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Thursday, 29 November, 2001, 09:50 GMT
US budget surplus disappears
The US budget surplus looks set to disappear for the next few years - just months after a huge budget surplus was projected.

The head of the White House Office of Management and Budget, Mitch Daniels, said that the recession and the need for more tax cuts meant that the Federal government would run a deficit until 2005.

"It is regrettably my conclusion that we are unlikely to return to balance in the federal accounts before possibly the fiscal year 2005," he said.

The news will make it more difficult for the Congress to reach a deal with the White House over the size and scope of the stimulus package that Mr Bush proposed after the terrorist attacks on 11 September.

This financial year the US government had a surplus of $127bn, the second largest ever - prompting Congress to push for increased spending as well as tax cuts.

In August, the Congressional Budget Office forecast a surplus of $172bn and $201bn in the following two years.

But the sharp economic downturn, reduced tax revenues, and the need for more spending meant that the surplus could not be sustained.

Sensitive negotiations

The creation of a budget surplus was the result of a long struggle between the White House and Congress that began during the Clinton years.

In the end, the Republican ideal of "small government" and tying Washington's hands won out, with both sides backing the principle.

But the forecasts of a huge surplus led Congress in March to pass a ten-year, $1.35 trillion tax cut package at the behest of the Bush administration.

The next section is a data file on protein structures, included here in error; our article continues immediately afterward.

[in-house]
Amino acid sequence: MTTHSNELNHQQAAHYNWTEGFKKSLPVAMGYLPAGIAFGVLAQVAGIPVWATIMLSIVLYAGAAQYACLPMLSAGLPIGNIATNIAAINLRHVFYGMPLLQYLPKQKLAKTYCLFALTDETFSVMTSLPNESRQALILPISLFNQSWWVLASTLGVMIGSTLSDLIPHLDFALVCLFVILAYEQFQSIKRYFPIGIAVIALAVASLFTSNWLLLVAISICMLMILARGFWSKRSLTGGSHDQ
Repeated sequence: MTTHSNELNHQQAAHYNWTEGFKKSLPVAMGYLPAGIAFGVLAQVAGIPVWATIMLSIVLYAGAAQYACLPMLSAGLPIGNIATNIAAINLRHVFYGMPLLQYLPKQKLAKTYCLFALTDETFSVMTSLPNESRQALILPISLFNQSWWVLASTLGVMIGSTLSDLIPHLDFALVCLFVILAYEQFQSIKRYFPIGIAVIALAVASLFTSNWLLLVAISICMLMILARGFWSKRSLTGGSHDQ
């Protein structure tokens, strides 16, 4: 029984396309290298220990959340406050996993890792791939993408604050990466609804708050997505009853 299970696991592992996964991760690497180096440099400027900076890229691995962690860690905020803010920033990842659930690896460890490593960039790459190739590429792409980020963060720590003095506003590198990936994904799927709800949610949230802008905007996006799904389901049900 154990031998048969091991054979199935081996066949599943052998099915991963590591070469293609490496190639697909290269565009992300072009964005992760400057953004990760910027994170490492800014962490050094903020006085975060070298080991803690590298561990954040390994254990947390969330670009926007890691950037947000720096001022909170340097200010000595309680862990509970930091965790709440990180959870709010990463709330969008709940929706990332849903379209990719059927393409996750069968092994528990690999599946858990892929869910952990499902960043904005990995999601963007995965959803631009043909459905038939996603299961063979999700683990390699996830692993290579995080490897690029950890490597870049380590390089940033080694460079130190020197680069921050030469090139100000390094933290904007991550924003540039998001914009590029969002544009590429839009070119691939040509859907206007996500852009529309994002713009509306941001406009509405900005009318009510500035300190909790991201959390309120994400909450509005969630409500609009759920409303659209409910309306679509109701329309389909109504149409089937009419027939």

Now, in the wake of the attacks, a sea change in attitudes means that government is suddenly seen as having a role after all - although its magnitude and nature is still the subject of fierce debate.

Democrats and Republicans are squabbling over whether extra spending, more tax cuts, or paying down the national debt should have priority.

Mr Daniels said that it would be decisions on spending over the next year "that will determine whether we ever see another surplus."

But Kent Conrad, the Democratic chairman of the Senate Budget Committee, said:
"I agree with his analysis that we will be running deficits for those years, but he left out the biggest reason, which is the tax cut."

The tax cut was passed when the Senate was still in Republican hands, before the defection of a Vermont Senator gave it a Democratic majority.

Social security surplus

The news means that the government may have to use part of the surplus on its social security funds to pay for its operations - something it had previously agreed not to do.

Meanwhile, the Senate and House of Representatives are at odds over a recovery package.

The Republican-controlled House has passed a $100bn tax cut package largely aimed at large corporations, but the Democrats want a $73bn measure which includes help for the low-paid and unemployed.

Recent negotiations between Democrat and Republican Senators appear to have narrowed the gap between them.

The US Treasury Secretary, Paul O'Neill, says he wants a deal by Christmas to help counter the deepening US recession.

Terror's impact

Signs of a slowdown

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Key players

See also:

27 Nov 01 | Business
Worse to come for US economy
26 Nov 01 | Business
US officially enters recession
26 Nov 01 | Business
Surprise increase in US sales
20 Nov 01 | Business
Global economy shrinks
18 Nov 01 | Business
US recession raises global fears
26 Oct 01 | Business
US consumers remain wary
26 Sep 01 | Business
US economy in freefall
28 Nov 01 | Business
US slowdown bites into heartlands
28 Nov 01 | Business
Americans poised for tax holiday
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